This process is extremely painful for the bond issuer, which for a lot of ARS is a city or state, who will look to refinance the debt as soon as possible, and when that happens the poor institutional investors who have been out of pocket will get their precious principal back (again, having been paid confiscatory interest rates for their trouble).
I have no love for UBS, but this a dumb/clearly politically motivated thing for the NY AG to be spending a lot of time and resources on. Caveat emptor.
I swear he struggles to maintain a straight face at about 1:03
I didn't see it but my guess is he struck out Ryan Howard more than once. That he didn't get a Win tells you all you need to know about that stat. But you know that team wins count, too, and this one put the Mets alone in the lead at 55-47. Not too shabby.
In the notes section of that Courant piece is a rumor that the Mets have asked the Rockies about Brian Fuentes and the asking price is Jon Niese. Omar is apparently balking but as I've said before I don't consider Niese a real blue chip prospect, and after watching Tuesday night's debacle a consistent, high K:BB reliever would really hit the spot. If he's going to gear up for a playoff run, I think it makes sense. Of course I'm not sure how good a bet the Mets are to make the playoffs, but they are tied for the division lead!
Wednesday, July 23, 2008
This is pretty extraordinary. A candidate for the American Presidency is using flyers printed in German to turn people out for his campaign rally in Berlin on Thursday. This flyer can be found on a bilingual page on BarackObama.com advertising the event:
The German flyers bear Obama's campaign logo and say "Paid for by Obama for America."
I'm surprised at this lapse in judgment in an otherwise well-oiled and professional Obama campaign.
Yowza. This guy writes at "The Next Right," which purports to represent a new breed of conservative thinking. I sure hope that's the case.
Tuesday, July 22, 2008
I don't subscribe to Gary Cohen's theory that pitching in unfamiliar roles was a significant contributor to the the relievers' performance. Duaner Sanchez has both closed and had really bad innings in the past, and once you get him out of the game there's not really a term for the guy who gets brought in after the closer spits the bit.
The primary problem is that Billy Wagner wasn't available to pitch and the other guys aren't as good. They don't have to be (and probably aren't) any less effective in the ninth inning than they are in the eighth.
Unfortunately, the polls coming into the week were going the other way, in Ohio and nationally. I can't believe they'll stay that way after elite opinion has deemed this trip a rousing success. It's important to realize how easily they could have gone the other way. I mean somehow the definition of success was set at avoiding saying anything too stupid into a microphone. And he probably did better than that even had he not gone 1/1 from three in front of the troops.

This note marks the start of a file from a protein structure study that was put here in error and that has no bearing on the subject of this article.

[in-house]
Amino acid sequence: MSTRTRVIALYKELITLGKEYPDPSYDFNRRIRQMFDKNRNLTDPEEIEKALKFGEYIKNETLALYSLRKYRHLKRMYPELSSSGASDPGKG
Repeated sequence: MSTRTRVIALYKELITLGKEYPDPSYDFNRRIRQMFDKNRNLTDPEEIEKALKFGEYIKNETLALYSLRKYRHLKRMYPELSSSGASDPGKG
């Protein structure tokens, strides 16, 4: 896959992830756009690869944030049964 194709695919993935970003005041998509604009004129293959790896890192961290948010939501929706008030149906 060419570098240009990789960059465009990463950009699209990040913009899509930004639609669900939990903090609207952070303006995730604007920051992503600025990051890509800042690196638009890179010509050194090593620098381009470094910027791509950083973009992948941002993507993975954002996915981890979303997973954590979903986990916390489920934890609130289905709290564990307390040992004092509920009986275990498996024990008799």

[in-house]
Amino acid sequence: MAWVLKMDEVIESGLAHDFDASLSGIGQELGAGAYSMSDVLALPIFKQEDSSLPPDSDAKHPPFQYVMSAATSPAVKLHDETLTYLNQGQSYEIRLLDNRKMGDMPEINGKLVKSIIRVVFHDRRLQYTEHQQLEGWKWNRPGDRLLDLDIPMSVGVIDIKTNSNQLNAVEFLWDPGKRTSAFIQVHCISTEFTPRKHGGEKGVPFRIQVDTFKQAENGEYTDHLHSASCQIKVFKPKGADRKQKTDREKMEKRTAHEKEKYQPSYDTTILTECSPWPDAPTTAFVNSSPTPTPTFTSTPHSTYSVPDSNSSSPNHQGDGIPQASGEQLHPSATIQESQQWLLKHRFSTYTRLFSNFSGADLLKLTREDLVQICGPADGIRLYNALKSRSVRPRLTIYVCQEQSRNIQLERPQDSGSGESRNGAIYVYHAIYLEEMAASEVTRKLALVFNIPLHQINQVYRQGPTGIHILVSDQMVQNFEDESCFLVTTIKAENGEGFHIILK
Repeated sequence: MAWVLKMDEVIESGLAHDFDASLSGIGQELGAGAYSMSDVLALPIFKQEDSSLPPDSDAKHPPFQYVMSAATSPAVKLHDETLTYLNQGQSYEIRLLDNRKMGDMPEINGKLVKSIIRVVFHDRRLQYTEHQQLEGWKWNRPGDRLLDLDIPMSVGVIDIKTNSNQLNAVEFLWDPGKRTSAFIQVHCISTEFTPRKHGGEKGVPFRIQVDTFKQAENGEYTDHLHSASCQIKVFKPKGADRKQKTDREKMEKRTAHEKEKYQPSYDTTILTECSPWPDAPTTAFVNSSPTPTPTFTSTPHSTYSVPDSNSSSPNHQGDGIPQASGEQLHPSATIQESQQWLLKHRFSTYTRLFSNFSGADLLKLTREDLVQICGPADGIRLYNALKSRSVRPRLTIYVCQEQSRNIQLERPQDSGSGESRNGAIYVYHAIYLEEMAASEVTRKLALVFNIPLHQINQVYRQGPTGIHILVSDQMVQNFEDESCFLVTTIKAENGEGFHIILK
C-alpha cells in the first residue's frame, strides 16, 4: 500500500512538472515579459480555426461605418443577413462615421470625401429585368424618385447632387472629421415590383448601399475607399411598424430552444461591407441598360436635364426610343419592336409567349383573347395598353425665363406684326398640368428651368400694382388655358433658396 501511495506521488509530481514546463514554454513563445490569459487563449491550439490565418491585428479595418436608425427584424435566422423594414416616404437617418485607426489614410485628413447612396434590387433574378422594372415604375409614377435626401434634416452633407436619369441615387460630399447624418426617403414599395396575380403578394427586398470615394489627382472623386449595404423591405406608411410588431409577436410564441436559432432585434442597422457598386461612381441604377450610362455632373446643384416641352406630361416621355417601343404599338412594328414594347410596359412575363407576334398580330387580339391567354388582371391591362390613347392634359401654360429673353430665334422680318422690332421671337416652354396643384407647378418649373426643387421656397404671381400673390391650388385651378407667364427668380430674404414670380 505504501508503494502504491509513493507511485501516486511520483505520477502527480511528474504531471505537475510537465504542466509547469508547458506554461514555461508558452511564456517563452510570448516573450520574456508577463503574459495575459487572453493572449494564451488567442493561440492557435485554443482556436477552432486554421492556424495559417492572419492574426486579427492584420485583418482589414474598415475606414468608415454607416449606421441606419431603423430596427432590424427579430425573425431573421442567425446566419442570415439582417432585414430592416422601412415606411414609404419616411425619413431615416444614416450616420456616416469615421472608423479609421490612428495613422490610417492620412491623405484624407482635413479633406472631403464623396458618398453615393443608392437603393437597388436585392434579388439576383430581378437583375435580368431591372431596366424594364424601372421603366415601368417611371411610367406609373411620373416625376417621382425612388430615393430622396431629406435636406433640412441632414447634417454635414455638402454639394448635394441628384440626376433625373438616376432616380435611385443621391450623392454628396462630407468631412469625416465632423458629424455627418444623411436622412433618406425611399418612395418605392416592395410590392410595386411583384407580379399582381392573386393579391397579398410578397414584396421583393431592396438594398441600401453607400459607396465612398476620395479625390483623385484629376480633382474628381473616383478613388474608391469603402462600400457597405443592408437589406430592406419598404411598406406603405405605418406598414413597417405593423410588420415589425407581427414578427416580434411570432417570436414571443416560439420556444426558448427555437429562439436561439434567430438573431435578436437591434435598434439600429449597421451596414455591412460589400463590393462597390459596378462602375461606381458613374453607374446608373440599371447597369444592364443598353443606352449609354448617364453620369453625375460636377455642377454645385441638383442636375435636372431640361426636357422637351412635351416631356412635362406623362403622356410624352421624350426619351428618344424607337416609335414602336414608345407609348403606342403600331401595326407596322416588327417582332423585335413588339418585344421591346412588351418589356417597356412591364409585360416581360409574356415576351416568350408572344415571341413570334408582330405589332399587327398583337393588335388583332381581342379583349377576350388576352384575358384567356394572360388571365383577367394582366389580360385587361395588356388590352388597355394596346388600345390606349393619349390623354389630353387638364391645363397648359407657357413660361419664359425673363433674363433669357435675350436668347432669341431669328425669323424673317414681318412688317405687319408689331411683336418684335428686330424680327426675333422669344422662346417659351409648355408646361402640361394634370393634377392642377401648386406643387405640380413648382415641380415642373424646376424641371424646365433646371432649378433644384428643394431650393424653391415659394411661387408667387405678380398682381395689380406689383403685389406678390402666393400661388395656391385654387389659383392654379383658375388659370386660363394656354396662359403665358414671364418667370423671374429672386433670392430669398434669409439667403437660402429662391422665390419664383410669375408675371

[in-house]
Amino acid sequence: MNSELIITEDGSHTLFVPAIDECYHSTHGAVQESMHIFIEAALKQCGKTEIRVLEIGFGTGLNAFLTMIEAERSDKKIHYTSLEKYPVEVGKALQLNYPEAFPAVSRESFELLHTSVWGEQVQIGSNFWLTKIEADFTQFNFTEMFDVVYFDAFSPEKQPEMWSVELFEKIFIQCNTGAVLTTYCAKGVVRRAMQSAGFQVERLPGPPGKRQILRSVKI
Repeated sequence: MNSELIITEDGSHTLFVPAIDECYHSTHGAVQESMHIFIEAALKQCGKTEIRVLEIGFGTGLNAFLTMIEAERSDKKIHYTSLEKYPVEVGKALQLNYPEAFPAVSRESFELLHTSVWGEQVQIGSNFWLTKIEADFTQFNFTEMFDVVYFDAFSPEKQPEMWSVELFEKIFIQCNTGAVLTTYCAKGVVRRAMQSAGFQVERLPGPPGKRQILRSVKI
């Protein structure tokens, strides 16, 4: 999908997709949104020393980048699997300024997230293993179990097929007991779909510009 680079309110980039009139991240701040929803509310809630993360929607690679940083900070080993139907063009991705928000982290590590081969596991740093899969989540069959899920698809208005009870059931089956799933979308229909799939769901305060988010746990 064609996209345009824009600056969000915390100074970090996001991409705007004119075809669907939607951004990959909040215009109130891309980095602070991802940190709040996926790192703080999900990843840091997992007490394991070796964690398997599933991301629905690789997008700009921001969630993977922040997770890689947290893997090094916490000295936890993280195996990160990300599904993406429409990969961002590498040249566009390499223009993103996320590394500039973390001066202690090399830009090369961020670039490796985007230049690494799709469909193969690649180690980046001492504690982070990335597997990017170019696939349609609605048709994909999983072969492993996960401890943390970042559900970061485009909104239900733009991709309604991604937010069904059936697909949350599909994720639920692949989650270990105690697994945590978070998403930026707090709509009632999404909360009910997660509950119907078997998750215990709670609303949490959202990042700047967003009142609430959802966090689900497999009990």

On a more substantive note, the best part as far as I'm concerned was his discussion of Petraeus. He acknowledged that Petraeus would like more rather than less resources and for longer, but also pointed out that's what you'd expect the general in charge of Iraq to say (or in Obama's empathetic version: "If I were in his shoes, I would probably feel the same way").
"But my job extends beyond Iraq."
Whoa! Did he just display a basic understanding of the Constitutional relationship between the president and his generals? Like, that he tells them what to do and stuff? That's totally mindblowing these days. On MSNBC they're talking about him "staring down" the generals, and Matthews is talking about how he's like Truman, who had to "fight generals."
It doesn't make any sense. Bush defied his generals too, except he didn't defy them exactly as much as fire them, as he was well within his rights to do. But all Bush's talk about "listening to the commanders on the ground," despite being a transparent and unusually craven way of passing the buck, seems to have really sunk in among the Howard Finemans of the world. So now Obama has to have another "teaching moment" about the purview of the president's job responsibilities.
To the extent that's perceived as professorial (even though that would be sad because it's elementary school civics), I guess there's some risk, but it also makes him look assertive of presidential power and willing to take responsibility for military decisions, which is good for a Democrat. The Hardball chyron was "Who's the Boss?" I mean you know Tweety loved it.
So yeah. Good week so far.
Monday, July 21, 2008
That's an anonymous former colleague of Keith Olbermann, in this excellent Radar Online profile of the TV personalities most hated by their peers.
Also unsurprising, but no less funny, is this vision of Chris Matthews: